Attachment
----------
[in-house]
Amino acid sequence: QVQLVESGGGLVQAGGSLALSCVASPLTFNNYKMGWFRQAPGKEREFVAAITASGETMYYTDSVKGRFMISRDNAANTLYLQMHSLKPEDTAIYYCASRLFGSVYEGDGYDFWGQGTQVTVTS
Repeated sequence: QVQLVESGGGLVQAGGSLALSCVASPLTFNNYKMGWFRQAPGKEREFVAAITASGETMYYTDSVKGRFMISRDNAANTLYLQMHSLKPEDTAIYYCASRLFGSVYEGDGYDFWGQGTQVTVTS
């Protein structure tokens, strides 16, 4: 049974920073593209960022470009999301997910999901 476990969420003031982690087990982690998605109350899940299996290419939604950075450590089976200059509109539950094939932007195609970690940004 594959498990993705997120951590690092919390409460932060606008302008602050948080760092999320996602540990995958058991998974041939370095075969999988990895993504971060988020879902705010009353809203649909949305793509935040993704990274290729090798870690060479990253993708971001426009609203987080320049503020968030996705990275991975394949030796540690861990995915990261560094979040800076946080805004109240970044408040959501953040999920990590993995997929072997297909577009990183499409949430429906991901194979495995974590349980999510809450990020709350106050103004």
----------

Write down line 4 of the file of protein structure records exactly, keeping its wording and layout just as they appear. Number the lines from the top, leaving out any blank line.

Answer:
């Protein structure tokens, strides 16, 4: 049974920073593209960022470009999301997910999901 476990969420003031982690087990982690998605109350899940299996290419939604950075450590089976200059509109539950094939932007195609970690940004 594959498990993705997120951590690092919390409460932060606008302008602050948080760092999320996602540990995958058991998974041939370095075969999988990895993504971060988020879902705010009353809203649909949305793509935040993704990274290729090798870690060479990253993708971001426009609203987080320049503020968030996705990275991975394949030796540690861990995915990261560094979040800076946080805004109240970044408040959501953040999920990590993995997929072997297909577009990183499409949430429906991901194979495995974590349980999510809450990020709350106050103004």